Speakers at a two-day workshop on ‘Sustainable Agriculture’ stressed the need for adoption of innovative & latest agricultural technology coupled with implementation of Good Agricultural Practices to tackle the issue of reducing available farmland per person per hectare and feed the increasing mouths.
As compared to 1950, global population will be 300 per cent in 2020, while arable land in this period will increase only by 15 per cent thus bringing down the farmland availability by 60 per cent per person per hectare.
The workshop was organized by the CropLife Pakistan Association in collaboration with the Agriculture Journalists Association (AJA) with the aim to highlight the importance sustainable agriculture in the face of numerous challenges to the national food security.
Dr. Muhammad Afzal, Executive Director CropLife Pakistan, explained that growing population, climate change, scarcity of water and changing lifestyles continue to pose challenges to the national food security, emphasizing the need to promote sustainable means to grow food and embrace technological innovations that enable the same. “This workshop for media professionals is part of CropLife Pakistan’s broader effort to create awareness and understanding of agriculture technologies. We hope this interaction provides the participants a fresh perspective and adds to their knowledge”, he added.
Subsequent speakers also highlighted the importance of an enabling business environment that encourages investments in innovative technologies, with specific focus on enhancing crop productivity while reducing impact on the environment.
Sustainable agricultural practices involve the judicious use of water resources, minimizing soil erosion, reducing fuel consumption and optimizing land utilization. While providing an overview of sustainable agriculture technologies, Dr. Muhammad Afzal explained at length the benefits of biotechnology in relation to promoting sustainable agriculture. “Biotechnology allows farmers to produce more using fewer resources; it has the potential to reshape productivity in Pakistan by addressing both climate change and food security challenges,” he further reiterated.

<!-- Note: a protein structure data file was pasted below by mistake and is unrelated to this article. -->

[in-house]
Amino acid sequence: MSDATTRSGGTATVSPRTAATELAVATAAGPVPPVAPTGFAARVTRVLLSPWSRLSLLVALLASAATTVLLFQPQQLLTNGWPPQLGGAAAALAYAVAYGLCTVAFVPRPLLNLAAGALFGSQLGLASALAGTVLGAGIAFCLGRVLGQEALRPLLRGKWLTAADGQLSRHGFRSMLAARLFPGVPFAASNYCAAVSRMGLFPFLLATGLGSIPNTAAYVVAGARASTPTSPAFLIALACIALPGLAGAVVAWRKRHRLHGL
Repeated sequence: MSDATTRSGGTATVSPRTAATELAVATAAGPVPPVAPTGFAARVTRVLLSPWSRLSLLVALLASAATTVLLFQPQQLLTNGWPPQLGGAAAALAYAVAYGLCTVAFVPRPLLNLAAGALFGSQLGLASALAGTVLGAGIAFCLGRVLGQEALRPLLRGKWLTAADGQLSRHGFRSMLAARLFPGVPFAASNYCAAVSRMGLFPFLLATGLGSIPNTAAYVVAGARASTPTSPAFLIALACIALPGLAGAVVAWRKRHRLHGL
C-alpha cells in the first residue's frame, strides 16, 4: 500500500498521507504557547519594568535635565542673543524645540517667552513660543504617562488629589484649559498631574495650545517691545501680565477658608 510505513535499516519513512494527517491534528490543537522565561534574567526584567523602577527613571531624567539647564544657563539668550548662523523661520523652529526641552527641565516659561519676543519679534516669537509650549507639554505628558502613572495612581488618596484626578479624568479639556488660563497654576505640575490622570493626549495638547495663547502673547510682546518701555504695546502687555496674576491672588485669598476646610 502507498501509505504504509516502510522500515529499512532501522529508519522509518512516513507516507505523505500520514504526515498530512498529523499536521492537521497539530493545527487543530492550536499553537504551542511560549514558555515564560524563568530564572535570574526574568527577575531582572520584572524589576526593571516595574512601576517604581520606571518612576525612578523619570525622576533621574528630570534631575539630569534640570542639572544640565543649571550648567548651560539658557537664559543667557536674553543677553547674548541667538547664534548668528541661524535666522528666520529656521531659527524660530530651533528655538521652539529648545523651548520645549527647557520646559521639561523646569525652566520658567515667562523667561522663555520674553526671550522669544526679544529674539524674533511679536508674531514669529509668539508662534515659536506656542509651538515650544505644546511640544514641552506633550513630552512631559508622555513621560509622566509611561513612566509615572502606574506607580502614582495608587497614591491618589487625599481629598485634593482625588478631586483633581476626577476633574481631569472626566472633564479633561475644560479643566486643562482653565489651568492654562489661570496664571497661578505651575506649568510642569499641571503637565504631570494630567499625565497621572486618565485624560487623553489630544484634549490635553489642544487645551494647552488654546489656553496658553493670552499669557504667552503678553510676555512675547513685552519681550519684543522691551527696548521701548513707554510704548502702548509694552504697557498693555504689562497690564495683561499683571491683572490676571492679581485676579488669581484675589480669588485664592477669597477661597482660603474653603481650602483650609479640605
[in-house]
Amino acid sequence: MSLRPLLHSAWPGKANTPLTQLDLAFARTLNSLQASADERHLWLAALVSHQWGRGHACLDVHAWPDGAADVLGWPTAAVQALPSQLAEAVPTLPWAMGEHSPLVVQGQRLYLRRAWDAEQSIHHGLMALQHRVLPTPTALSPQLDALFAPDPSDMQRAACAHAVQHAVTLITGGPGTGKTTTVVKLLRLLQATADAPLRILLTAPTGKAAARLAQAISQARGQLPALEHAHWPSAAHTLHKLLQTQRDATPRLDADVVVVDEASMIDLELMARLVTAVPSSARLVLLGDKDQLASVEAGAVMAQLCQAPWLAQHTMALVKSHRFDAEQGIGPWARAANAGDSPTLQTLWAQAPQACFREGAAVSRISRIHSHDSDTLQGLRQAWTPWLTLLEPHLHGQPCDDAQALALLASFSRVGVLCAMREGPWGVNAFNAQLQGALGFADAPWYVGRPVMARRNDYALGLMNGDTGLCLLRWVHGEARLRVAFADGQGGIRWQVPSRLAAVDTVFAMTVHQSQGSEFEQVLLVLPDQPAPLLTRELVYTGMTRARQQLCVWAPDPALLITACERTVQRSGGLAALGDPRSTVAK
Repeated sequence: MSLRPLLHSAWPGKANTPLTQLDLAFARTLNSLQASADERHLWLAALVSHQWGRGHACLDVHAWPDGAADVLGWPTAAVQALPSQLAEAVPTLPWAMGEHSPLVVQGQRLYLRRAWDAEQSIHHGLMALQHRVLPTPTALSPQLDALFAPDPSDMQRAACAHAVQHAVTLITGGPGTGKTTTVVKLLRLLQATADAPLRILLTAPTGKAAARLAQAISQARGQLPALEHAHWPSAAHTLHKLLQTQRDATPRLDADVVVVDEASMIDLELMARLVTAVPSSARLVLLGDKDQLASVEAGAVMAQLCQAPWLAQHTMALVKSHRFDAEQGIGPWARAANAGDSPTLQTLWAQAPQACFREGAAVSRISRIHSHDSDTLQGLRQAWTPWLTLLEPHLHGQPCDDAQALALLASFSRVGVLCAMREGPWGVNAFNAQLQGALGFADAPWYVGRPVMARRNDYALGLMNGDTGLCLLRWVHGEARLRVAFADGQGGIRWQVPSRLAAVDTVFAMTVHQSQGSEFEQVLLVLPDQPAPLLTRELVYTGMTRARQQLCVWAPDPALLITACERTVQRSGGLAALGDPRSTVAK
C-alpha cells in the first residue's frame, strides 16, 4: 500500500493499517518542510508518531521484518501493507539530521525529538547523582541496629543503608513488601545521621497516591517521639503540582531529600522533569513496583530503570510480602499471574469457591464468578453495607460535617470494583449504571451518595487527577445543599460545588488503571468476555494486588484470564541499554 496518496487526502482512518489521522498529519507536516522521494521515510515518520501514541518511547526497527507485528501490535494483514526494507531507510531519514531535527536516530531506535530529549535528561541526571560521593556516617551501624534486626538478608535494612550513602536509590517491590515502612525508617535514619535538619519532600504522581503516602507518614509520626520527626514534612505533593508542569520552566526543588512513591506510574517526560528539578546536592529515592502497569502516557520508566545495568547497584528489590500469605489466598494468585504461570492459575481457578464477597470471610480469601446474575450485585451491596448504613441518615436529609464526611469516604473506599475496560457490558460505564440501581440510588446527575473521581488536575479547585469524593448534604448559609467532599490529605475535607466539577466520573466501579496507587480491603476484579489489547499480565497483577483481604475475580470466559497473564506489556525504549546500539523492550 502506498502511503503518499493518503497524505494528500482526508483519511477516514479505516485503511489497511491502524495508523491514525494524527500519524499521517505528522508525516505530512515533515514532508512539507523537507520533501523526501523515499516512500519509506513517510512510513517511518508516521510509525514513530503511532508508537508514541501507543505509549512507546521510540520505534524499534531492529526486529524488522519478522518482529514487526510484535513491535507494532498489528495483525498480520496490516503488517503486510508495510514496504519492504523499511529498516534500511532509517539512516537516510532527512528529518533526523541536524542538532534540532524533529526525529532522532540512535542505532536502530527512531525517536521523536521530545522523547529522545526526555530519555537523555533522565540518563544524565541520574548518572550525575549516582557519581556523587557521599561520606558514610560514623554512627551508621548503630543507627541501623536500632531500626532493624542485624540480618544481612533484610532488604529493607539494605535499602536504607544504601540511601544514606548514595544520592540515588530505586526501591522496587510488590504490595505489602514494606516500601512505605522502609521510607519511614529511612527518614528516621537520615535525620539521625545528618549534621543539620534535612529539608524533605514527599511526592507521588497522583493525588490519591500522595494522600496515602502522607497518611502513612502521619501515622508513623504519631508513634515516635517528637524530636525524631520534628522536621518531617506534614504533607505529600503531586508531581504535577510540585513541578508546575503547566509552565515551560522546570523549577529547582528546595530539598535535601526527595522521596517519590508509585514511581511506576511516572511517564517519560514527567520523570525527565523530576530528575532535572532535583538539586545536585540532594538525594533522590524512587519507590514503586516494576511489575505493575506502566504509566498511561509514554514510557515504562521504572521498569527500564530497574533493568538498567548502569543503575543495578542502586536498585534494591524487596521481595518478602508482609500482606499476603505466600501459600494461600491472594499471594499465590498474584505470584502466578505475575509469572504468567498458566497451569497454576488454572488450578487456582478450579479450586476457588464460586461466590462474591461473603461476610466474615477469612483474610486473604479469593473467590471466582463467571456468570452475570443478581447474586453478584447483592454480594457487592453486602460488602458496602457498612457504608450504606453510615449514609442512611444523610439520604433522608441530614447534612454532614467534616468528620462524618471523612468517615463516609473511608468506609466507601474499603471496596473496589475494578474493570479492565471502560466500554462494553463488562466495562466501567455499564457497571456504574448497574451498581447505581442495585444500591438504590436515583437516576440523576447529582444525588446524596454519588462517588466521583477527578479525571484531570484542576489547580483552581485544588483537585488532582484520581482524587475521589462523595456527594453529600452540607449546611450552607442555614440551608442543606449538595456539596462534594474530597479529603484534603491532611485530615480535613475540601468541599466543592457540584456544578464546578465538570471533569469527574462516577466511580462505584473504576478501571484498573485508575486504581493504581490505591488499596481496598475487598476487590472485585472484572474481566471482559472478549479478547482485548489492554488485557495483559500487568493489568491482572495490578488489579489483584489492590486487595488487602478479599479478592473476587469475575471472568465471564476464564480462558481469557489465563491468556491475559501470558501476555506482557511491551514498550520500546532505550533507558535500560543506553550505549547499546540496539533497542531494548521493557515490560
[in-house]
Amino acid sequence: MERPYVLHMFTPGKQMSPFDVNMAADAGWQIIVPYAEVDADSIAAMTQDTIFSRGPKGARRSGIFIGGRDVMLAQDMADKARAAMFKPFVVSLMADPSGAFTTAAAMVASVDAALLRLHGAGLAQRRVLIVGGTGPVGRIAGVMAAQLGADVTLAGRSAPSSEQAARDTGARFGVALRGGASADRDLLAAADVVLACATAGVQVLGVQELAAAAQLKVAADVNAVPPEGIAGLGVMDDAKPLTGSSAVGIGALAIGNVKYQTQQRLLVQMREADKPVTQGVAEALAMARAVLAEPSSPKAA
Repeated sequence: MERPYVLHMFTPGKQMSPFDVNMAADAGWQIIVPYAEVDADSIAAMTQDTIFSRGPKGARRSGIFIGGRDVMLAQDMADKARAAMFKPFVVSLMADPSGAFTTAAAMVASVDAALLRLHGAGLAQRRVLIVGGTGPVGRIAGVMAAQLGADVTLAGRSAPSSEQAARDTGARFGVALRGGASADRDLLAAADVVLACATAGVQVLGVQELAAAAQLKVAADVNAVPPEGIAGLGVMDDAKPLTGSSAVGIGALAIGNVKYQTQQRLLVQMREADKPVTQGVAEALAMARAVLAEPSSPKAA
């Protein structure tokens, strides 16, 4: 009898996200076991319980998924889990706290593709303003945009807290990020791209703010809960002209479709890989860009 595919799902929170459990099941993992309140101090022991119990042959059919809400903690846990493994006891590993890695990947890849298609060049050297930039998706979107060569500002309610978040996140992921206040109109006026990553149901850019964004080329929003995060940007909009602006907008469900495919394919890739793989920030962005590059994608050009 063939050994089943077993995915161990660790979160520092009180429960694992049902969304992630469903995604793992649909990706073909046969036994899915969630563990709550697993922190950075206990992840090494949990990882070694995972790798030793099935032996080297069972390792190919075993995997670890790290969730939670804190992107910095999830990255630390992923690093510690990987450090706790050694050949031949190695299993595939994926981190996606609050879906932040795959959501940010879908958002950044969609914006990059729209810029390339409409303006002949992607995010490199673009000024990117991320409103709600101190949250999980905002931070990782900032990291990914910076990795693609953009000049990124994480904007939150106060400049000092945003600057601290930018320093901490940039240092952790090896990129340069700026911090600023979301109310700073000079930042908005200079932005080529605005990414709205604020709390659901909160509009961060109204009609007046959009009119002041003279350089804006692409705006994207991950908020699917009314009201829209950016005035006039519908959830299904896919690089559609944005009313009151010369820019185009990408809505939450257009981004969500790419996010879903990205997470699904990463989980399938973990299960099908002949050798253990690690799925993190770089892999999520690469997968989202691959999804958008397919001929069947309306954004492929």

Dr. Afzal also pointed out that the Government of Pakistan has had a clear policy on biotechnology for the past three decades and has invested heavily towards research and development of this technology, emphasizing that regulatory decisions must be consistent with this policy to build confidence of the plant science industry. “Pakistan has 45 biotech institutions, over 500 Phd scientists and numerous ongoing projects across various food and non-food crops. Biotechnology also features prominently as a priority area in all Government policy documents, including the Vision 2025 and the National Food Security Policy 2018.,” explained Dr. Afzal.
He further added that “It is imperative that policymakers provide a stable regulatory and legal framework to facilitate investment and technology transfer and ensure that regulatory decisions are guided by the overarching policy framework and scientific evidence.”
By combining sustainable agricultural practices with innovative agricultural technologies, Pakistan, with its ever-increasing population, can combat the adverse effects of climate change and ensure food security for generations to come.